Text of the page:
Patuxent Wildlife Research Center

Wildlife Disease

Wildlife diseases are an important stressor for some species of management concern and in some cases can be of human health or significant economic concern as well.  Patuxent scientists work on a range of wildlife diseases (avian influenza, Lyme disease, and others) to understand the role that various species and the environment play.

Filter Total Items: 4
Date published: April 16, 2020
Status: Active

Integrating colony counts with NABat acoustic data to reveal the true impacts of White-Nose Syndrome on northern long-eared bats

Bat Research

Research collaboration: Brian Reichert (FORT), Wayne Thogmartin (UMESC), Winifred Frick (Bat Conservation International), Tina Cheng (Bat Conservation International)

The northern long-eared bat...

Date published: April 16, 2020
Status: Active

Modeling the response of cave hibernating Myotis species to white-nose syndrome mitigation tactics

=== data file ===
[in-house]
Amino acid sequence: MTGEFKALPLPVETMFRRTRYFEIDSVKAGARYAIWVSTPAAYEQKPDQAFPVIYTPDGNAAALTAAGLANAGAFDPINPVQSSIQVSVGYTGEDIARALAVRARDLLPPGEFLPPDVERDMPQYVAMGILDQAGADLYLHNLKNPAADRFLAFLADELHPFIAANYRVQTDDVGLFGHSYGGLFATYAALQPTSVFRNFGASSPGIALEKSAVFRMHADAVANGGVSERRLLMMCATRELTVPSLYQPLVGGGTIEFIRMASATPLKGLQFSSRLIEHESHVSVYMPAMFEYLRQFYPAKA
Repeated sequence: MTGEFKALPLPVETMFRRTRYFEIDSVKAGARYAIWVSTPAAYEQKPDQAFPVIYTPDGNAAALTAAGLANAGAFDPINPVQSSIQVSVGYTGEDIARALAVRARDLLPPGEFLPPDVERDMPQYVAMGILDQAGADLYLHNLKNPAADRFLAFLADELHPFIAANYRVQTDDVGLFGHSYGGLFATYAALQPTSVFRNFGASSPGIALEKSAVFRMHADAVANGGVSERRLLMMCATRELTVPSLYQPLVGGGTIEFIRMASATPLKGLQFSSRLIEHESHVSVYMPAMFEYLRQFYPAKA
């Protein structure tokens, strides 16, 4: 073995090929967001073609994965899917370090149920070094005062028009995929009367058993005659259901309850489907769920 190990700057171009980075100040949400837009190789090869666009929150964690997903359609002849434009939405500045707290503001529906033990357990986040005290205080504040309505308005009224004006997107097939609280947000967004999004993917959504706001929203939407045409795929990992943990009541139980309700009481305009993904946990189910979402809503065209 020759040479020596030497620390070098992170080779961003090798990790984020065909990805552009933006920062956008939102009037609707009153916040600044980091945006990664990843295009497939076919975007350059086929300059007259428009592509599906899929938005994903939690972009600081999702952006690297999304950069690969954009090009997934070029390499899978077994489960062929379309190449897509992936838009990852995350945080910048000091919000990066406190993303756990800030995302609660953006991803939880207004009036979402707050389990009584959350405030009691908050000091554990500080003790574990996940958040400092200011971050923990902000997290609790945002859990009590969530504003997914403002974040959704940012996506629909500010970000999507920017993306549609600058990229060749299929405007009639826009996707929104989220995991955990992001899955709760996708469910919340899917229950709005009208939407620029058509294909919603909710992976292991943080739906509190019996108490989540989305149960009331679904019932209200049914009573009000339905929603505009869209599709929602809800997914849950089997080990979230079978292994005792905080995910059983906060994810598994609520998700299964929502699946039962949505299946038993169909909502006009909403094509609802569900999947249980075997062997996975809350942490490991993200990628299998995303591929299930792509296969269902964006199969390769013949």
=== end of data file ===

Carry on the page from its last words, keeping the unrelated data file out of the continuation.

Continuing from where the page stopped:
Bat Research

Research collaboration: Robin Russell (NWHC), Tonie Rocke (NWHC), Wayne Thogmartin (UMESC), Evan Grant (PWRC)

White-nose syndrome is a fungal disease devastating cave-hibernating bat species (Myotis spp.) in the eastern...

Date published: April 9, 2018
Status: Active

Avian Influenza

Avian influenza outbreaks can result in significant economic loss, as in 2014-2015 when the Congressional Research Service estimated losses of $3.3 billion dollars from the death and culling of domestic poultry due to an outbreak of this disease.  Patuxent’s avian influenza research seeks to answer such questions as “How far can a bird carrying this virus travel?” and “What influences the...

Date published: April 5, 2018
Status: Active

Other Wildlife Diseases

Wildlife diseases are an important stressor to some wildlife species. Patuxent scientists work with birds and amphibians to understand how diseases affect their populations. Our scientists are at work on a broad range of questions to understand wildlife disease.  Our research is working to answer questions like “How might differences in tick behavior influence the risk of Lyme disease for...